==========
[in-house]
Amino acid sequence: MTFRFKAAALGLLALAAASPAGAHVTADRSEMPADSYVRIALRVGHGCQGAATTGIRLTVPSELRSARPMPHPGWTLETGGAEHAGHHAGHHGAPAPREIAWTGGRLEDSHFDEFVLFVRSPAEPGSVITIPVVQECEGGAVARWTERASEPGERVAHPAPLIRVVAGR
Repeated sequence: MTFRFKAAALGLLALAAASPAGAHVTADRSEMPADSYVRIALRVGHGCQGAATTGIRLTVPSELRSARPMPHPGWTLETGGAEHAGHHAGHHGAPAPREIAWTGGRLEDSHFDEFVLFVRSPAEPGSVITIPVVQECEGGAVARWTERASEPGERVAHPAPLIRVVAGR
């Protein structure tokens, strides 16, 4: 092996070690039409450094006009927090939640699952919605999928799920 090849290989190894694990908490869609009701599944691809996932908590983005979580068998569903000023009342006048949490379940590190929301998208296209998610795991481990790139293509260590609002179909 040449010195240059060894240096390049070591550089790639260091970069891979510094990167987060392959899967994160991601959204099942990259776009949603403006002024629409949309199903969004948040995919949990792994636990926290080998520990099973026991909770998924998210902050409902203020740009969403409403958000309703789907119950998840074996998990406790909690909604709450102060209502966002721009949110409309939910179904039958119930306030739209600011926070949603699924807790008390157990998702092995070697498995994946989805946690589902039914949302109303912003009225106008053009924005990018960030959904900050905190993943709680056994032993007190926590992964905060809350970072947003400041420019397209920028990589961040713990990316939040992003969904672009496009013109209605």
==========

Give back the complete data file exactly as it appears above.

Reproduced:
[in-house]
Amino acid sequence: MTFRFKAAALGLLALAAASPAGAHVTADRSEMPADSYVRIALRVGHGCQGAATTGIRLTVPSELRSARPMPHPGWTLETGGAEHAGHHAGHHGAPAPREIAWTGGRLEDSHFDEFVLFVRSPAEPGSVITIPVVQECEGGAVARWTERASEPGERVAHPAPLIRVVAGR
Repeated sequence: MTFRFKAAALGLLALAAASPAGAHVTADRSEMPADSYVRIALRVGHGCQGAATTGIRLTVPSELRSARPMPHPGWTLETGGAEHAGHHAGHHGAPAPREIAWTGGRLEDSHFDEFVLFVRSPAEPGSVITIPVVQECEGGAVARWTERASEPGERVAHPAPLIRVVAGR
């Protein structure tokens, strides 16, 4: 092996070690039409450094006009927090939640699952919605999928799920 090849290989190894694990908490869609009701599944691809996932908590983005979580068998569903000023009342006048949490379940590190929301998208296209998610795991481990790139293509260590609002179909 040449010195240059060894240096390049070591550089790639260091970069891979510094990167987060392959899967994160991601959204099942990259776009949603403006002024629409949309199903969004948040995919949990792994636990926290080998520990099973026991909770998924998210902050409902203020740009969403409403958000309703789907119950998840074996998990406790909690909604709450102060209502966002721009949110409309939910179904039958119930306030739209600011926070949603699924807790008390157990998702092995070697498995994946989805946690589902039914949302109303912003009225106008053009924005990018960030959904900050905190993943709680056994032993007190926590992964905060809350970072947003400041420019397209920028990589961040713990990316939040992003969904672009496009013109209605």